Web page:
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Researchers and open source software (OSS) experts say there are tens of thousands of open source software (OSS) projects in existence. But in OSS, it's not just the 80/20 rule that applies; it's more like a 99.999/.001 rule. Despite the many active OSS efforts, OSS development activity tends to clump around four: Linux, the Apache web server, the MySQL database, and three development tools, Perl, Python and PHP. That's what's called the LAMP stack. Most OSS developers provide operating system utilities that revolve around the Linux kernel (and the kernel itself of course), various pieces of middleware tied to the loose confederation of Apache projects that tie to its web server, MySQL database improvements, and the three development tools.

It's Darwinian to boil down billions of person hours of often volunteer effort to one phrase. But such has been the information technology (IT) industry since the beginning: survival of the fittest no matter how much effort was put in by COMMON, Share or DECUS members years ago or OSS hackers today. There are other kernels, other non-Linux ecosystems of utilities, other well publicized middleware efforts (most notably JBoss.org) and development tools and applications too numerous to catalog (but we will try in upcoming articles on the ebizQ Open Source micro site).



Still first among equals is the LAMP stack.

Or is it? It probably makes more sense to say there are LAMP, WAMP and LAOP/WAOP stacks. Less publicized but just as important as LAMP to OSS developers and software as a service (SaaS) providers, independent software vendors (ISVs) and OEMs that want to take advantage of the OSS business model are a couple of very un-open-source substitutes, Windows and the Oracle database. Substituting Windows for Linux and/or Oracle for MySQL is not a politically correct move in the OSS movement but it makes business sense. And most OSS adherents are business people first and partisan only in after-hours debates involving a favorite beverage. Open choice is the mantra I hear from both the IT community and the SaaS providers, ISVs and OEMs in the channel. The ability to run Oracle databases on top of Linux and Apache, or Apache and MySQL on top of Windows, gives them that choice.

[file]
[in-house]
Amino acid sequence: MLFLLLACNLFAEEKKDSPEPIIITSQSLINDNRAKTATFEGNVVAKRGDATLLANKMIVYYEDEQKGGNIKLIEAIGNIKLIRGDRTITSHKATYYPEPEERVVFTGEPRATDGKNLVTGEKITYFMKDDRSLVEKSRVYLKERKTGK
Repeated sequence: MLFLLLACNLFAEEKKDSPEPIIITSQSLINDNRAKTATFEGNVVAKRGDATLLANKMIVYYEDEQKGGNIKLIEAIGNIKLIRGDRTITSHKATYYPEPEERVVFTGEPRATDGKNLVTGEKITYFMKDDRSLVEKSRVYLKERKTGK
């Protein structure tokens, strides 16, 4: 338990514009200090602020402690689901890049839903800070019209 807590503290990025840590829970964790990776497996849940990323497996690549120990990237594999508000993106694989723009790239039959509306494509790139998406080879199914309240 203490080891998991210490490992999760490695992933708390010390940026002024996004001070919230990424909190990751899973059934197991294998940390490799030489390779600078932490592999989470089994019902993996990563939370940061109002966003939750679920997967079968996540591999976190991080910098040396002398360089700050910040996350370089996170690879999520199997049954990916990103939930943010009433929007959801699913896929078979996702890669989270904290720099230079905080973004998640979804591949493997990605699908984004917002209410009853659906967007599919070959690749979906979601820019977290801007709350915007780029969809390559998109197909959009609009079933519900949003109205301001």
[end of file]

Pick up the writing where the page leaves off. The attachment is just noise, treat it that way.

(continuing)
Let's look from the supplier's perspective for the proof points. Red Hat, which covers the OSS community with all four types of LAMP-like software (operating system, middleware, database and development tools), has many examples of Oracle databases running on top of its Red Hat Enterprise Linux and many examples of Windows operating software running under its JBoss middleware. Despite the competition and controversy surrounding Oracle's rolling out of its own Red Hat Linux distribution in November 2006, Red Hat features Oracle on its Solutions web site as a partner and includes over two dozen RHEL-Oracle DB success stories.

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